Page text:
The Porn Industry Condom Debate: A Double Standard With Hollywood?

The Porn Industry Condom Debate: A Double Standard With Hollywood?

Adult film advocates say the measure, approved for the ballot Tuesday, singles them out. "When's the last time you saw Brad Pitt stop in the middle of a love scene to put on a condom?"

With a measure requiring condoms for porn shoots set for the ballot in Los Angeles County, adult film industry advocates point to mainstream filmmaking in Hollywood as proof they're being unfairly singled out.

"When's the last time you saw Brad Pitt stop in the middle of a love scene and put on a condom?" asked Diane Duke, executive director of the Free Speech Coalition.

The L.A. County Board of Supervisors approved its placement on the Nov. 6 ballot at Tuesday's meeting after proponents of the measure, led by the AIDS Healthcare Foundation, gathered enough signatures to qualify it. The debate over the measure hinges on a number of issues.  Whether enforcing such a law — if it's even possible — is worth the money for the cash-strapped county may be the biggest questions for voters.

Another argument in the debate is that adult film actors are setting a bad example.

The porn industry is "sending a terrible message to the world that the only kind of sex that's hot is unsafe," AIDS Healthcare Foundation president Michael Weinstein (right) testified before the Board of Supervisors recently.

Also read: State to Study Enforcing Condoms in Porn

If porn actors are sending a bad message when they have unprotected sex, aren't some Hollywood films doing the same thing?

"Let's be clear," Weinstein told TheWrap, "the intent with a porn film is different than a regular feature film. An incidental scene of people having sex in a Hollywood movie is a whole different situation than a porn movie where people are having real sex and getting real diseases."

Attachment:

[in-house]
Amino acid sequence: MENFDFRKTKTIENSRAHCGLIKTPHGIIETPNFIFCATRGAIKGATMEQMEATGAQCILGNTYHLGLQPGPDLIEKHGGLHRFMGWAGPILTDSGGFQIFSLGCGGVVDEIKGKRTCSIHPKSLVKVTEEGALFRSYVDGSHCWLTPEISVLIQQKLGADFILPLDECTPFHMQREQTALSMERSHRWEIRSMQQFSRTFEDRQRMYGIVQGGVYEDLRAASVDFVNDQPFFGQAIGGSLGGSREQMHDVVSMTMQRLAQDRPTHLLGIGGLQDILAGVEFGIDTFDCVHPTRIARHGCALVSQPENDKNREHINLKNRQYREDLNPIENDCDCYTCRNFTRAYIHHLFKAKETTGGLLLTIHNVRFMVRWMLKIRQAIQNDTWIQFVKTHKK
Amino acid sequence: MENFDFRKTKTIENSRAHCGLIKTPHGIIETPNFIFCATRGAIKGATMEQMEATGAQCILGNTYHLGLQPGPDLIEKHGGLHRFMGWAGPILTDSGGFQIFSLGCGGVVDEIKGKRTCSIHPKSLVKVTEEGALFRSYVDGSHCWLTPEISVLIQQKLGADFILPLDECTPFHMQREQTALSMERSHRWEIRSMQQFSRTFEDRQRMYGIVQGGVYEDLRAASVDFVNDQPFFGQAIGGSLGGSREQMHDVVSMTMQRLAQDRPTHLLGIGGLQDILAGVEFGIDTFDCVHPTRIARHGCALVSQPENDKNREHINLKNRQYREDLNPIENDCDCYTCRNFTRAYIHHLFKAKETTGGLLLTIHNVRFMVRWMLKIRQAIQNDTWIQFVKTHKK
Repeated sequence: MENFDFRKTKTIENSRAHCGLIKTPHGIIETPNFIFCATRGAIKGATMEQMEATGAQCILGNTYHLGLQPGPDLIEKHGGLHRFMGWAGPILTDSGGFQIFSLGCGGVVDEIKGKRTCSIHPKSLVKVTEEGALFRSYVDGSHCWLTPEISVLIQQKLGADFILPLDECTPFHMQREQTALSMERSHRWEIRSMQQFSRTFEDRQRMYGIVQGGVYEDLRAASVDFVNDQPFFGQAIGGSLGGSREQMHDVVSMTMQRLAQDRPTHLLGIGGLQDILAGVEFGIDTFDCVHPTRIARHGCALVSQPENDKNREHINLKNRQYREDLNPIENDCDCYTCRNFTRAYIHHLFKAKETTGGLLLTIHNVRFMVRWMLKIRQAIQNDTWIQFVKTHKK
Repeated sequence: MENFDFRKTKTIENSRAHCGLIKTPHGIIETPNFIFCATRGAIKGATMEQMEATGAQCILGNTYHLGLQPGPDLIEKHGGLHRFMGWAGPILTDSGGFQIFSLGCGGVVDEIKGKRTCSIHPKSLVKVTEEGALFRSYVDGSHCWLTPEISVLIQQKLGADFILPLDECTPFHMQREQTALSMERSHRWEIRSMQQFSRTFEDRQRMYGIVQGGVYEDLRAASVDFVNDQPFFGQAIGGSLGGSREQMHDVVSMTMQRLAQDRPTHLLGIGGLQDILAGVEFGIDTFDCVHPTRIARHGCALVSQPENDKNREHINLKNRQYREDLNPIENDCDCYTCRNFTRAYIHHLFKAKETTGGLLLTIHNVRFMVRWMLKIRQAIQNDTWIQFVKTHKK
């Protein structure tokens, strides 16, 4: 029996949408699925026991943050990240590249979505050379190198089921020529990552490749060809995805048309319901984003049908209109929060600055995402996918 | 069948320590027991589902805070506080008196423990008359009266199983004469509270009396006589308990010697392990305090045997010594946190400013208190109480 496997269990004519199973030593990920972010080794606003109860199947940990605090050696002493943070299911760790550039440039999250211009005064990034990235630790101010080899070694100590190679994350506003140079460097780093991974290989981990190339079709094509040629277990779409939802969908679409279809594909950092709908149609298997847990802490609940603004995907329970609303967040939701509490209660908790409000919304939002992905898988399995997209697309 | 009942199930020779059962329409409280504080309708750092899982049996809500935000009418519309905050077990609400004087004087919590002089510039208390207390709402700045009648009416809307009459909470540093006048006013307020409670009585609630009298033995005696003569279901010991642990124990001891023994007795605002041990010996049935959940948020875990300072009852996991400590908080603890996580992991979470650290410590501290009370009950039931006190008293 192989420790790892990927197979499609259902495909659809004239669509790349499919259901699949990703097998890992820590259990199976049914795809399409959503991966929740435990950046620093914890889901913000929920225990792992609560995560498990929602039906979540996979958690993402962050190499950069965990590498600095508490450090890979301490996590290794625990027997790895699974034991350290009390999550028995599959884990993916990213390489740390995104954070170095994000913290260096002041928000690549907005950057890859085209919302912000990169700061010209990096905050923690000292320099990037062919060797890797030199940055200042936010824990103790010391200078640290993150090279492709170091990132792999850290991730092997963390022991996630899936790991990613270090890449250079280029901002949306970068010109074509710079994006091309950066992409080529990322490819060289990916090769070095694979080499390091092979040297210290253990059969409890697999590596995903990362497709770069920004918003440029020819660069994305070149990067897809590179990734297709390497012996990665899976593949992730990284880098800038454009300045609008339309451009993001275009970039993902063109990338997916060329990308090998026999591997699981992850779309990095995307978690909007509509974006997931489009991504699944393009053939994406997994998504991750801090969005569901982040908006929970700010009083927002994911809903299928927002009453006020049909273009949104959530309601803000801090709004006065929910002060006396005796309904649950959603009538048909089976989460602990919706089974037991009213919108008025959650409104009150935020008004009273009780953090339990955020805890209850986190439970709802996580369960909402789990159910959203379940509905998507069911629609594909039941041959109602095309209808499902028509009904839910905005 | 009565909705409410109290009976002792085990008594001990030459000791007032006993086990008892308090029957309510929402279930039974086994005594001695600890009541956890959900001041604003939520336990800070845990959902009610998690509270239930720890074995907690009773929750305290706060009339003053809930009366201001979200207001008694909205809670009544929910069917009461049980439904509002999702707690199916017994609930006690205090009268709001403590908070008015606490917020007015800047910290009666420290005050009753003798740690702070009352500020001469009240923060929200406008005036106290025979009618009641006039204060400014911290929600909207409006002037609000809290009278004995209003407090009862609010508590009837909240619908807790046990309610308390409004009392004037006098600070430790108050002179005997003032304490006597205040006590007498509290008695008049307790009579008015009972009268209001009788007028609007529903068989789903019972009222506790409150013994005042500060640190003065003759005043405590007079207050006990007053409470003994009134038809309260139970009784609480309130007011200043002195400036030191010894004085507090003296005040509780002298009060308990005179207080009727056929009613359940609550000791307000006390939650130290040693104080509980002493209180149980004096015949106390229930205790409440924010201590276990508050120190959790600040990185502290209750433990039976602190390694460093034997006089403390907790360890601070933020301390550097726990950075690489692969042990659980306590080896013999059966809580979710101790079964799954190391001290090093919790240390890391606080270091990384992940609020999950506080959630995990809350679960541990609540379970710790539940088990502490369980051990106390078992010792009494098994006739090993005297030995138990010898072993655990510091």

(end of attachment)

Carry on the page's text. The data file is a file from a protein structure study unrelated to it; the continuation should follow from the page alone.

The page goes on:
He said he believes the measure will find backing in Hollywood.

"I would hope the industry, which is filled with socially conscious people, would support this measure," Weinstein said. "It's about protecting the young people that are in these films."

Duke disagrees, saying the testing requirements in place for sexually transmitted diseases have proven effective. And there could be ramifications for the film biz if the measure is approved in November, she said.

"This could be the first step down a slippery slope that could significantly impact our mainstream counterparts over the hill in Hollywood," said Duke (left), whose group speaks for the largely San Fernando Valley-based porn biz.

Also read: 3D Porn Movie in Works, 'Very Graphic'

For the most part, Hollywood's record is less than sterling when it comes to portrayals of safe sex.

Frequently, condom use is used as a comedic device for awkward first-encounter moments, as in "The 40-Year-Old Virgin" or "American Pie." In "Knocked Up," the fun begins after Seth Rogen's character fails to use a condom.

Even way back in 1991, Leslie Nielsen's was mining laughs with a full-body condom in "Naked Gun 2 1/2."

There have been a handful of films in which the sex portrayed has been safe, including "The Good Guy" and "Love and Basketball." And way back in 1991, Julia Roberts insisted on condoms with Richard Gere in "Pretty Woman." 

Hollywood needs to keep its guard up against regulatory intrusion, Duke said.

"If local municipalities start regulating permits on social issues, what happens on a number of fronts .. .animal rights, smoking, drinking, even eating junk food?" wondered Duke. "What kind of example do those people eating junk food on TV set for our obese kids?"

But Weinstein denied Hollywood had anything to be concerned about.

"We're not against pornography, we're not trying to censor anything," Weinstein said. "We just want to see the same sort of workplace safety standards applied to that workplace as every other."